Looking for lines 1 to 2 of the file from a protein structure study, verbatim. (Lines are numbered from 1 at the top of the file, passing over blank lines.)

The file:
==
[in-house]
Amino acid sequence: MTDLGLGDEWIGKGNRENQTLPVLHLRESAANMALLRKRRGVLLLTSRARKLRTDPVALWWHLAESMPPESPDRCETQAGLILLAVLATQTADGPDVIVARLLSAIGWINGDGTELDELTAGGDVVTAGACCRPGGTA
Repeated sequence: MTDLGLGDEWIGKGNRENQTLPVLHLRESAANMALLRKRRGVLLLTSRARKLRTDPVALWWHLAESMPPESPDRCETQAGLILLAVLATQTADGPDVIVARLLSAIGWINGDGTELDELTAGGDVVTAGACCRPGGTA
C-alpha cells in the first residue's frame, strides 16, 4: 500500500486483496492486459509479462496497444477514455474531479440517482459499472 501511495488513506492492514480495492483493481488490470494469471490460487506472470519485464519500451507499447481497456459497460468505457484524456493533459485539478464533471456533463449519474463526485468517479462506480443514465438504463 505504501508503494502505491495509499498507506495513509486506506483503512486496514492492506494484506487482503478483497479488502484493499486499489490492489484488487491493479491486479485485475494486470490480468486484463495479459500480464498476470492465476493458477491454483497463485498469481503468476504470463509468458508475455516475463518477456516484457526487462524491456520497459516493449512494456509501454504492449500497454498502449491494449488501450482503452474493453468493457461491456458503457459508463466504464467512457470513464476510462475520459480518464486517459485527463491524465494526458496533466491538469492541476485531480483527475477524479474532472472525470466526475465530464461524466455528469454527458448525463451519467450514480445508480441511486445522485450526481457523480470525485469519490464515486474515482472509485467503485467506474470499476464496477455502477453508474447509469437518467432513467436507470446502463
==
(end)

[in-house]
Amino acid sequence: MTDLGLGDEWIGKGNRENQTLPVLHLRESAANMALLRKRRGVLLLTSRARKLRTDPVALWWHLAESMPPESPDRCETQAGLILLAVLATQTADGPDVIVARLLSAIGWINGDGTELDELTAGGDVVTAGACCRPGGTA